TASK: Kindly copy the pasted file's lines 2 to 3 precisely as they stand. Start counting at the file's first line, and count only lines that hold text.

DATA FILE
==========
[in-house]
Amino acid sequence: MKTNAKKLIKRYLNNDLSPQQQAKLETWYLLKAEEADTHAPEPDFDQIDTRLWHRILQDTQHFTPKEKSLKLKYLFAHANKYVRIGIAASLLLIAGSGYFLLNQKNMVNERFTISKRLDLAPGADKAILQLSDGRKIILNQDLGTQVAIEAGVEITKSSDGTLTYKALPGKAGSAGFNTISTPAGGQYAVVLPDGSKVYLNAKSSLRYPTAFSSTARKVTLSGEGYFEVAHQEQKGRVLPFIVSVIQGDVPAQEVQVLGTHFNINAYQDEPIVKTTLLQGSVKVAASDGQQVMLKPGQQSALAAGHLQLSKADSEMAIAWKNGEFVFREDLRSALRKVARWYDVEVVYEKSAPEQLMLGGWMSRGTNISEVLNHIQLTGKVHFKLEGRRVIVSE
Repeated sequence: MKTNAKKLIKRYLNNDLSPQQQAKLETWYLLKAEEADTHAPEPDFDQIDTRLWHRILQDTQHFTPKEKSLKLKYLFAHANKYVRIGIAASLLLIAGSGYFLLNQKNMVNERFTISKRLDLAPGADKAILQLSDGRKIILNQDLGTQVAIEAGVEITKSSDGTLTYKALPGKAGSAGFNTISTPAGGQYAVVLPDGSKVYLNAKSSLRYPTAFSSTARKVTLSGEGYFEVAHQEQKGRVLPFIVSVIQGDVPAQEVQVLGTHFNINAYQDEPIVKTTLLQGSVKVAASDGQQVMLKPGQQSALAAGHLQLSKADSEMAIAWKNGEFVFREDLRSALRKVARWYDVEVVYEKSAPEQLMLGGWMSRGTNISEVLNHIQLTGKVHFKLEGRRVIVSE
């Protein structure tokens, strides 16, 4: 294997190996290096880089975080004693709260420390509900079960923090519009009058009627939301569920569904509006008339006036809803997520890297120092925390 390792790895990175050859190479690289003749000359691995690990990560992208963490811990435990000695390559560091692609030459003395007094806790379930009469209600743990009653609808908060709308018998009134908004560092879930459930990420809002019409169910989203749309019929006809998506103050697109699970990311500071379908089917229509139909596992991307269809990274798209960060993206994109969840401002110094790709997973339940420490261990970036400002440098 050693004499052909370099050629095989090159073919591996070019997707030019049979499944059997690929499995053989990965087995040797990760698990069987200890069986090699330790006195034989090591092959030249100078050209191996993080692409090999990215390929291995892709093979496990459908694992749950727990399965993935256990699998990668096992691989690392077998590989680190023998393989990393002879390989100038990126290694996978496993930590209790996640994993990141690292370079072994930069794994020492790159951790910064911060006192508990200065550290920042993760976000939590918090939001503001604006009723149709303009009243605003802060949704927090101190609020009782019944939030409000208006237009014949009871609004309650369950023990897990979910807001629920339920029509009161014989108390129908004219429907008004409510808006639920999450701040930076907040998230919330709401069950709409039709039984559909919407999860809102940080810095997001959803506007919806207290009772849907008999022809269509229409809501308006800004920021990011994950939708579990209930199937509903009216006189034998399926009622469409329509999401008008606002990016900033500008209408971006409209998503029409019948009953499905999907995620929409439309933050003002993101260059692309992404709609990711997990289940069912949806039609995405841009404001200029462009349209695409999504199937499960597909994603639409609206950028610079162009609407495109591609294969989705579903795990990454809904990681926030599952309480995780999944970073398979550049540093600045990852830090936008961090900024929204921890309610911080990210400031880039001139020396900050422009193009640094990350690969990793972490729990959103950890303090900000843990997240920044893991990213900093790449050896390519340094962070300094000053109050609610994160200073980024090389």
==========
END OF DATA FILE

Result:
Amino acid sequence: MKTNAKKLIKRYLNNDLSPQQQAKLETWYLLKAEEADTHAPEPDFDQIDTRLWHRILQDTQHFTPKEKSLKLKYLFAHANKYVRIGIAASLLLIAGSGYFLLNQKNMVNERFTISKRLDLAPGADKAILQLSDGRKIILNQDLGTQVAIEAGVEITKSSDGTLTYKALPGKAGSAGFNTISTPAGGQYAVVLPDGSKVYLNAKSSLRYPTAFSSTARKVTLSGEGYFEVAHQEQKGRVLPFIVSVIQGDVPAQEVQVLGTHFNINAYQDEPIVKTTLLQGSVKVAASDGQQVMLKPGQQSALAAGHLQLSKADSEMAIAWKNGEFVFREDLRSALRKVARWYDVEVVYEKSAPEQLMLGGWMSRGTNISEVLNHIQLTGKVHFKLEGRRVIVSE
Repeated sequence: MKTNAKKLIKRYLNNDLSPQQQAKLETWYLLKAEEADTHAPEPDFDQIDTRLWHRILQDTQHFTPKEKSLKLKYLFAHANKYVRIGIAASLLLIAGSGYFLLNQKNMVNERFTISKRLDLAPGADKAILQLSDGRKIILNQDLGTQVAIEAGVEITKSSDGTLTYKALPGKAGSAGFNTISTPAGGQYAVVLPDGSKVYLNAKSSLRYPTAFSSTARKVTLSGEGYFEVAHQEQKGRVLPFIVSVIQGDVPAQEVQVLGTHFNINAYQDEPIVKTTLLQGSVKVAASDGQQVMLKPGQQSALAAGHLQLSKADSEMAIAWKNGEFVFREDLRSALRKVARWYDVEVVYEKSAPEQLMLGGWMSRGTNISEVLNHIQLTGKVHFKLEGRRVIVSE